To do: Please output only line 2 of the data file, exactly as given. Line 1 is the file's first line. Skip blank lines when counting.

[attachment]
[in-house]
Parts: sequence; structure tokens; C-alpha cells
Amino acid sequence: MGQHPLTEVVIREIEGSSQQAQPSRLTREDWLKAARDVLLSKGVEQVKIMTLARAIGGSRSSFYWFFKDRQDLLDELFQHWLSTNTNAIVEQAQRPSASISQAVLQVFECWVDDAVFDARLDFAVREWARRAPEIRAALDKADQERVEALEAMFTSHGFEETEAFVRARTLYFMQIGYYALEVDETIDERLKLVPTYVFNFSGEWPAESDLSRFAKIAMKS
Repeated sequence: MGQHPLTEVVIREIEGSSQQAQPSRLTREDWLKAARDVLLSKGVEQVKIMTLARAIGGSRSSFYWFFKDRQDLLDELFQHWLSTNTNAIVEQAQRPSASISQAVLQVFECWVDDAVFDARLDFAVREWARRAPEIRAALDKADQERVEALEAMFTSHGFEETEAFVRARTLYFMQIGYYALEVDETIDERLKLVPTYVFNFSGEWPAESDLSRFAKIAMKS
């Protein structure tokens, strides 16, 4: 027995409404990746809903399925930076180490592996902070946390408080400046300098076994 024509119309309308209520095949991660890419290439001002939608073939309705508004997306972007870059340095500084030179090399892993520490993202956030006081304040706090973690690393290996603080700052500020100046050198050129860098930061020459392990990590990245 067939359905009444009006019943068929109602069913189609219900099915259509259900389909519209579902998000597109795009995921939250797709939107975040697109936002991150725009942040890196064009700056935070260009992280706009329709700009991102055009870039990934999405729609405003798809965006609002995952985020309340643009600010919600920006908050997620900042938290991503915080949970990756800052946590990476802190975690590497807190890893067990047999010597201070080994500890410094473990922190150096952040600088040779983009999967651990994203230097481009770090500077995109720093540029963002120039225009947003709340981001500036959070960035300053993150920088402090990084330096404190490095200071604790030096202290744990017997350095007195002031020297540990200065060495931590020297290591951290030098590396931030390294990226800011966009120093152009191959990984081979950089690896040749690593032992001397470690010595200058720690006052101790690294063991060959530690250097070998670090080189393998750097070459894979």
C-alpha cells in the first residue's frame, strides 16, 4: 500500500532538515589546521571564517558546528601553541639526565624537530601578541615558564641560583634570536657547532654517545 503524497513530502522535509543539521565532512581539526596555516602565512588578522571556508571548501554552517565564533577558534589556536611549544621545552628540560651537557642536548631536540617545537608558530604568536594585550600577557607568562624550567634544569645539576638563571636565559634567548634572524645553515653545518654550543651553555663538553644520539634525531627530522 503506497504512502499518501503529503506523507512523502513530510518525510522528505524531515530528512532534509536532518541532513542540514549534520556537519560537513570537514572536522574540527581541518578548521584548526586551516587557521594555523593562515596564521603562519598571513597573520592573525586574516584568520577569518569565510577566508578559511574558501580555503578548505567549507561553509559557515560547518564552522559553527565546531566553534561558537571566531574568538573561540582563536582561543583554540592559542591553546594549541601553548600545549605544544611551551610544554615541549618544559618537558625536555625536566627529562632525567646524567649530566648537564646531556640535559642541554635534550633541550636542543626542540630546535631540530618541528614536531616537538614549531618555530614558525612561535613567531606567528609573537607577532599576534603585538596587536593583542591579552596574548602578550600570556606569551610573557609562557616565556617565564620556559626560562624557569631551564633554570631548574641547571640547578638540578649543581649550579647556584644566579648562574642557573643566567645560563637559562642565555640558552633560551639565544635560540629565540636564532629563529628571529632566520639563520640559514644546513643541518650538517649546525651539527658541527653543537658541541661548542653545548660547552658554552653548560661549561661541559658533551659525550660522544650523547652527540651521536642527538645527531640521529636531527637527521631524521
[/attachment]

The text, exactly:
Parts: sequence; structure tokens; C-alpha cells